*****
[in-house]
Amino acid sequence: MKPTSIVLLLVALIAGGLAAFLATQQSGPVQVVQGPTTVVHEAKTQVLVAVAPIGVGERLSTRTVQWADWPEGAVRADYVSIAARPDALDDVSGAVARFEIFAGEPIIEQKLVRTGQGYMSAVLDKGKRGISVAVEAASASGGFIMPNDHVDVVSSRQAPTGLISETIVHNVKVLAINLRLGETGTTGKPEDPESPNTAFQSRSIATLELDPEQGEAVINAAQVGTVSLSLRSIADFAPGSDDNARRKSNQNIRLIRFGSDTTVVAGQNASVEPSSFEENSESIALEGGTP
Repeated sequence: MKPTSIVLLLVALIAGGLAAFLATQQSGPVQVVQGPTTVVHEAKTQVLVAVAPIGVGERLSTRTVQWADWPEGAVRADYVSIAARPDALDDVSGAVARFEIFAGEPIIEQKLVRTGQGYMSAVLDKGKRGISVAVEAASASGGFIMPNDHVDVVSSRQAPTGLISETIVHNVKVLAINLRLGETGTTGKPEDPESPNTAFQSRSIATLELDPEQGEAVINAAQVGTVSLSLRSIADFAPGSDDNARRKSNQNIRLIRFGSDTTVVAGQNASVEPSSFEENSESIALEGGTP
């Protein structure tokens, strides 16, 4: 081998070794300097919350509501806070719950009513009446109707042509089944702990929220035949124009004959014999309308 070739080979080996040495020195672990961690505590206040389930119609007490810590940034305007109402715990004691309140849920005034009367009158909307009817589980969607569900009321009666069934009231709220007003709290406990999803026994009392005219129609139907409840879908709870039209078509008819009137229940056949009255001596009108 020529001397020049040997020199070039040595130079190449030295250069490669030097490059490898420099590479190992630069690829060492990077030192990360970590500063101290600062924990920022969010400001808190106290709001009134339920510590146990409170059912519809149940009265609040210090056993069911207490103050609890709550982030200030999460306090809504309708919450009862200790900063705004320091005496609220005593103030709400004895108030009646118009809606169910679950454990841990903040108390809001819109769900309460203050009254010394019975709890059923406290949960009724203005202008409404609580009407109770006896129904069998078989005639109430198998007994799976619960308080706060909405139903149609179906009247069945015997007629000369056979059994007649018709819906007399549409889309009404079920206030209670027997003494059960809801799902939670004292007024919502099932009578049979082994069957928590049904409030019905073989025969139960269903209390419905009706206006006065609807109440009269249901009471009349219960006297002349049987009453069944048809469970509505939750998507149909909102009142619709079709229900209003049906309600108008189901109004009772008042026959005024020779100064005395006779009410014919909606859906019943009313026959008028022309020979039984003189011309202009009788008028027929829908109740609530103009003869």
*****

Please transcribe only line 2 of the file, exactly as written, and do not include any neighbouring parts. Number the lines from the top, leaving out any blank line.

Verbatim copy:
Amino acid sequence: MKPTSIVLLLVALIAGGLAAFLATQQSGPVQVVQGPTTVVHEAKTQVLVAVAPIGVGERLSTRTVQWADWPEGAVRADYVSIAARPDALDDVSGAVARFEIFAGEPIIEQKLVRTGQGYMSAVLDKGKRGISVAVEAASASGGFIMPNDHVDVVSSRQAPTGLISETIVHNVKVLAINLRLGETGTTGKPEDPESPNTAFQSRSIATLELDPEQGEAVINAAQVGTVSLSLRSIADFAPGSDDNARRKSNQNIRLIRFGSDTTVVAGQNASVEPSSFEENSESIALEGGTP